Wells Fargo shrugs off Brexit fears

Workers walk through the More London business district with Tower Bridge seen behind in London, Britain. © Toby Melville
American banking giant Wells Fargo says it doesn’t see any negative impact on its British business since the country voted to leave the European Union.

“The Brexit vote did not have a material impact on our United Kingdom or other foreign exposure as of June 30, 2016. We will continue to monitor the relationship between the United Kingdom and the European Union and assess the related risks,” said Wells Fargo in its quarterly report to the US Securities and Exchange Commission on Wednesday.

"Brexit has added to global economic uncertainty and could result in rates remaining lower for even longer than expected, putting pressure on reinvestment opportunities. However, compared to our large bank peers, it should have a much lower direct impact on our long-term business drivers, because as you know, we're largely a US-centric company and many indicators point to continued relative strength in the US economy," said CEO John Stumpf.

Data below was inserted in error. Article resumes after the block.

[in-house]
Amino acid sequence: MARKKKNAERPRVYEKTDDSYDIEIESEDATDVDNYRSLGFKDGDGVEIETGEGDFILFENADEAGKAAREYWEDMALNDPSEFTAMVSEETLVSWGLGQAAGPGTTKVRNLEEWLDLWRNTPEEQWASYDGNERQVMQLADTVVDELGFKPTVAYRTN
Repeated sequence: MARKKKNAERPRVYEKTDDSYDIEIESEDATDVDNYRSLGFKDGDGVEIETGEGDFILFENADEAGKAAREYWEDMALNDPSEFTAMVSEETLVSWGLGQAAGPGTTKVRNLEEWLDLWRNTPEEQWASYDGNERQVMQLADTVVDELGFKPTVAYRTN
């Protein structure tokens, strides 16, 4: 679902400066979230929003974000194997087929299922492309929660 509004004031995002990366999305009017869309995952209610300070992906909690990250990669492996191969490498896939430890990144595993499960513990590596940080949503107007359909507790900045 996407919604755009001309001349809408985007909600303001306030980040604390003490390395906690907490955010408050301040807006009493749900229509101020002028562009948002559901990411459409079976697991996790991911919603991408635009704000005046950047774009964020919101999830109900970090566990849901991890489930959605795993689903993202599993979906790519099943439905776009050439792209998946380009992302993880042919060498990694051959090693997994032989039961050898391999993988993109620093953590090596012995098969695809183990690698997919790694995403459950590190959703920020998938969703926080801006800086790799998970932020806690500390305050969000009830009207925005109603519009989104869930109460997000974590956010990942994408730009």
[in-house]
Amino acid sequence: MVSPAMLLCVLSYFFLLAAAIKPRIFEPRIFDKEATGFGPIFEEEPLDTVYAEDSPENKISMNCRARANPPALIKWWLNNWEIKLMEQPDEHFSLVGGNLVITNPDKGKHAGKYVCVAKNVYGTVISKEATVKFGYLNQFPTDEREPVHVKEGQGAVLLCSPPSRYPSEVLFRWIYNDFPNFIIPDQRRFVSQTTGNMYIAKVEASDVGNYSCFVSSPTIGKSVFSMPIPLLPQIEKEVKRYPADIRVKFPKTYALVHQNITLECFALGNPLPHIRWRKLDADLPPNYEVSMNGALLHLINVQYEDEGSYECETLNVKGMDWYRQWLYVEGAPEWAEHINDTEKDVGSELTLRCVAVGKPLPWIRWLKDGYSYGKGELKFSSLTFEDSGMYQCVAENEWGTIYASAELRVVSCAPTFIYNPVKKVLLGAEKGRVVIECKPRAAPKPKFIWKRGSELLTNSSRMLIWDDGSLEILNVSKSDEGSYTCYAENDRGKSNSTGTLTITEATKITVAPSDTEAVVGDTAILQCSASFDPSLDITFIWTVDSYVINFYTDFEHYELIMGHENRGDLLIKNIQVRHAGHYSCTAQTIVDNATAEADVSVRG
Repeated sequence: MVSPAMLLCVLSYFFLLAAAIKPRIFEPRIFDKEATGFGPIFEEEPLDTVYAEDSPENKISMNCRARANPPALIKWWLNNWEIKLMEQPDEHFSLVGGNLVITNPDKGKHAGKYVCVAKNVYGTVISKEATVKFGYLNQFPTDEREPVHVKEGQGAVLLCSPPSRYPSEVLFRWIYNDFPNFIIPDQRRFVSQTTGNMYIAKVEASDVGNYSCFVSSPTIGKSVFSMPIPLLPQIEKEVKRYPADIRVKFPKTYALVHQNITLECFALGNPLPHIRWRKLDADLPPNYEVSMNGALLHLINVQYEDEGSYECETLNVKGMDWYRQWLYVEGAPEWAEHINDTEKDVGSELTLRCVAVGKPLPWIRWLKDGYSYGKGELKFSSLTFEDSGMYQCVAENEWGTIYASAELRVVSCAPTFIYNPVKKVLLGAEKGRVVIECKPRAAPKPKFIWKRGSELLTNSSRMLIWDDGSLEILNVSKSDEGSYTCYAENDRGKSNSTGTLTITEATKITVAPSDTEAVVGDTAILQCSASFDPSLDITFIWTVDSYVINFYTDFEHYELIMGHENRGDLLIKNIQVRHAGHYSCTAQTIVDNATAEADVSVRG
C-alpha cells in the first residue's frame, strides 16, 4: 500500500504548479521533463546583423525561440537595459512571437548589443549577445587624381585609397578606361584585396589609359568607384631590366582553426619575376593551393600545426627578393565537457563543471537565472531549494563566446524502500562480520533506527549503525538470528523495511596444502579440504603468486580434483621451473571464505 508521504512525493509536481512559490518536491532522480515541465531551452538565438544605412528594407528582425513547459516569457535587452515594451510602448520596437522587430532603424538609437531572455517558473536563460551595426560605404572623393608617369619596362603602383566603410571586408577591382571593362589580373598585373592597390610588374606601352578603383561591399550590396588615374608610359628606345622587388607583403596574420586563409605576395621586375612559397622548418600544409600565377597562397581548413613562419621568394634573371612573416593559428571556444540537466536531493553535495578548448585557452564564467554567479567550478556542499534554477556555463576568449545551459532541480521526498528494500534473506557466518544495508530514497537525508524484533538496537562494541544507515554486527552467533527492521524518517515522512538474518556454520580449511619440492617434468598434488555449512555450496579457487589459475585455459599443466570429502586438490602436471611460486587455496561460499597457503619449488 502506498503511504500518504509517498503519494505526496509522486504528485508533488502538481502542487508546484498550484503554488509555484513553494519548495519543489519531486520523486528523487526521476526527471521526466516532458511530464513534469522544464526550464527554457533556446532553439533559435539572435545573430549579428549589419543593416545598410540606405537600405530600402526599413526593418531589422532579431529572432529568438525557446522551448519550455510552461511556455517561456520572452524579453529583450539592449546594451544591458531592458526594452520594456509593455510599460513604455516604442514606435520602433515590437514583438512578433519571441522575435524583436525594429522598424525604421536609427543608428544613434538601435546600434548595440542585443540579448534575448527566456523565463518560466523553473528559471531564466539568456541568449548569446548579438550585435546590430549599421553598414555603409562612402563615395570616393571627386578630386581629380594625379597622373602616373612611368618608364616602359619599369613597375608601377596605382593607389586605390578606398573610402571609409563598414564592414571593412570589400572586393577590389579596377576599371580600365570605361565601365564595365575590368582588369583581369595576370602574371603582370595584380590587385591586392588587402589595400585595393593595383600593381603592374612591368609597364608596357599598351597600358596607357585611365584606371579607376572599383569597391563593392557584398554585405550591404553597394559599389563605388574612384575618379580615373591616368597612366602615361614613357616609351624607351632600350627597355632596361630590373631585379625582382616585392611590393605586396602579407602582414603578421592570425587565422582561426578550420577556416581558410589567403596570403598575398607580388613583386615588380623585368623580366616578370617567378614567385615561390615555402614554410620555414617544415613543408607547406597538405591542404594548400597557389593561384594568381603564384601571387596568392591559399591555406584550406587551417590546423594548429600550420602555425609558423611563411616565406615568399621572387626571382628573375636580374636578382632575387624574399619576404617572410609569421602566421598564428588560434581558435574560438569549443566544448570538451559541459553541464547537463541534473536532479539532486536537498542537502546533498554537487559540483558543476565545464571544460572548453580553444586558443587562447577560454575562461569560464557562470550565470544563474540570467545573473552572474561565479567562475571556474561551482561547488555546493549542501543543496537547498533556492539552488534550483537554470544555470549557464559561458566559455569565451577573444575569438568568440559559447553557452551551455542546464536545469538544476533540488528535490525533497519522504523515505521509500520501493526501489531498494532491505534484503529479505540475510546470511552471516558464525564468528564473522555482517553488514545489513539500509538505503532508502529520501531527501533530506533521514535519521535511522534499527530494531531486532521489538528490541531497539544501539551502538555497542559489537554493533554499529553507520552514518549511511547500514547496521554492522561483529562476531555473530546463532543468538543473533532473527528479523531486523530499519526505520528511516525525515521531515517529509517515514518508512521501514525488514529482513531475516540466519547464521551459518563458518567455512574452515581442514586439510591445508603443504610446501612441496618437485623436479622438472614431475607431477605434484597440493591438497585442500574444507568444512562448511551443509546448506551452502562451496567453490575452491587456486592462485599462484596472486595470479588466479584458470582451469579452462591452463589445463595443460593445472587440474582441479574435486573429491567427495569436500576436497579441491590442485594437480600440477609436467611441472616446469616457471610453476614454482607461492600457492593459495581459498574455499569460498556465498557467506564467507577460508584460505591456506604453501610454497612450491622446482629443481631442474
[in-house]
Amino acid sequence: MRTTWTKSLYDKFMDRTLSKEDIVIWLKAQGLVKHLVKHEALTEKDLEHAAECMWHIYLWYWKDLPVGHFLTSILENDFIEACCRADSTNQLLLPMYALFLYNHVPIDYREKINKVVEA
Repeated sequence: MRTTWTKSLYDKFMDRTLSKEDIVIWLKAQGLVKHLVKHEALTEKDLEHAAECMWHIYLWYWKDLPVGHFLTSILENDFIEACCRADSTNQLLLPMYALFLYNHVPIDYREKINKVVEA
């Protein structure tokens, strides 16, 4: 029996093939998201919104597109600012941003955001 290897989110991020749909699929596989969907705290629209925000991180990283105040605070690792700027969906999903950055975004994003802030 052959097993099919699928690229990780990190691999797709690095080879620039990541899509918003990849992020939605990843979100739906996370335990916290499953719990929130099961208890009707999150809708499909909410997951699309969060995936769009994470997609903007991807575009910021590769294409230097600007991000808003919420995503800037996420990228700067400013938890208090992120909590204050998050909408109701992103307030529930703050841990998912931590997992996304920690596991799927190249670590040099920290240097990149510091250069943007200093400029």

Wells Fargo is the world's largest bank by market capitalization and employed 265,200 people in 2015. Its total net exposure to the United Kingdom was $27.06 billion as of June 30. This is the bank’s biggest business abroad, while Canada is the second biggest with $17.924 billion.

Soon after the Brexit vote in mid-July, Wells Fargo increased its foothold in the UK by buying a £300 million new London headquarters.

The 227,000 square foot (21,000 sqm) building with a rooftop garden and views over the River Thames will accommodate about 2,600 people. Wells Fargo employs 850 people across its four London offices. The bank plans to occupy the new location in 2018, according to a spokesperson.